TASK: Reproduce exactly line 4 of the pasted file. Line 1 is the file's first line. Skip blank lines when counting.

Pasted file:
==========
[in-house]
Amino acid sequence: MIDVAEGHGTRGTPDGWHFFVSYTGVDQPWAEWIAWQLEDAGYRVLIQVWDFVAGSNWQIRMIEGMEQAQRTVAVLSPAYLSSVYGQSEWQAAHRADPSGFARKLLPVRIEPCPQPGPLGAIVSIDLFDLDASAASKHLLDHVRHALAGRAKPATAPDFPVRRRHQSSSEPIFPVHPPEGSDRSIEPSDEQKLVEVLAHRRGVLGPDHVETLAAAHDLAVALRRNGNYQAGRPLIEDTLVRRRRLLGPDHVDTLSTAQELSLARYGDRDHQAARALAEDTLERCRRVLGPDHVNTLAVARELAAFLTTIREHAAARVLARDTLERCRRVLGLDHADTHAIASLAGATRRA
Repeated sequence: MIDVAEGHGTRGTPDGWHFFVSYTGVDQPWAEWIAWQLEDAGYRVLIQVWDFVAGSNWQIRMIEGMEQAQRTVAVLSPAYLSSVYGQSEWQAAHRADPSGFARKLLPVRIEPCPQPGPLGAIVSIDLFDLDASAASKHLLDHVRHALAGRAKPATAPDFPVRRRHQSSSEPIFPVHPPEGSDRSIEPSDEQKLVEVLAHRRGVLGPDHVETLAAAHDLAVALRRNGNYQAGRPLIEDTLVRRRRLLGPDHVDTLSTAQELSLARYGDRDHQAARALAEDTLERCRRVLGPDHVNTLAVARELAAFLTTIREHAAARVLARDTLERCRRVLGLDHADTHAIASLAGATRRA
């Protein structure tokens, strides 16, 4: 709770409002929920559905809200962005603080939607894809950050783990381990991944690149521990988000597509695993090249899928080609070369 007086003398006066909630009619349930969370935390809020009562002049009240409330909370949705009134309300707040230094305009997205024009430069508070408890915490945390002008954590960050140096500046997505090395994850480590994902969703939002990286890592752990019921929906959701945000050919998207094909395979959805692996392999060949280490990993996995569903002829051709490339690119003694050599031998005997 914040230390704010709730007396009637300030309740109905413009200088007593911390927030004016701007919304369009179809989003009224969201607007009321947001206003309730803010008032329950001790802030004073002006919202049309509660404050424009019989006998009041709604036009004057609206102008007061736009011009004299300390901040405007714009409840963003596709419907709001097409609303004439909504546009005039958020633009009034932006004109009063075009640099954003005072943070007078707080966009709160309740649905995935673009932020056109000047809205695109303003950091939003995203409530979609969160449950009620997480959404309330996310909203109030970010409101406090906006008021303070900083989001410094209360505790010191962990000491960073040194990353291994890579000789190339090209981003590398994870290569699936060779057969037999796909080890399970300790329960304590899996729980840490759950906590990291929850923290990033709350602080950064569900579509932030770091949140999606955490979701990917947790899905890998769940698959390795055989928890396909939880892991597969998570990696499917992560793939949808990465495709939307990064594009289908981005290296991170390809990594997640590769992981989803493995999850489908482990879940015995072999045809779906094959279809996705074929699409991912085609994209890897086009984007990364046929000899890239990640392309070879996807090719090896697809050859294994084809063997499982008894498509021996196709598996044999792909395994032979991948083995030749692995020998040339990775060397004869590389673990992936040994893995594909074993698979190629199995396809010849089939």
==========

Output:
């Protein structure tokens, strides 16, 4: 709770409002929920559905809200962005603080939607894809950050783990381990991944690149521990988000597509695993090249899928080609070369 007086003398006066909630009619349930969370935390809020009562002049009240409330909370949705009134309300707040230094305009997205024009430069508070408890915490945390002008954590960050140096500046997505090395994850480590994902969703939002990286890592752990019921929906959701945000050919998207094909395979959805692996392999060949280490990993996995569903002829051709490339690119003694050599031998005997 914040230390704010709730007396009637300030309740109905413009200088007593911390927030004016701007919304369009179809989003009224969201607007009321947001206003309730803010008032329950001790802030004073002006919202049309509660404050424009019989006998009041709604036009004057609206102008007061736009011009004299300390901040405007714009409840963003596709419907709001097409609303004439909504546009005039958020633009009034932006004109009063075009640099954003005072943070007078707080966009709160309740649905995935673009932020056109000047809205695109303003950091939003995203409530979609969160449950009620997480959404309330996310909203109030970010409101406090906006008021303070900083989001410094209360505790010191962990000491960073040194990353291994890579000789190339090209981003590398994870290569699936060779057969037999796909080890399970300790329960304590899996729980840490759950906590990291929850923290990033709350602080950064569900579509932030770091949140999606955490979701990917947790899905890998769940698959390795055989928890396909939880892991597969998570990696499917992560793939949808990465495709939307990064594009289908981005290296991170390809990594997640590769992981989803493995999850489908482990879940015995072999045809779906094959279809996705074929699409991912085609994209890897086009984007990364046929000899890239990640392309070879996807090719090896697809050859294994084809063997499982008894498509021996196709598996044999792909395994032979991948083995030749692995020998040339990775060397004869590389673990992936040994893995594909074993698979190629199995396809010849089939």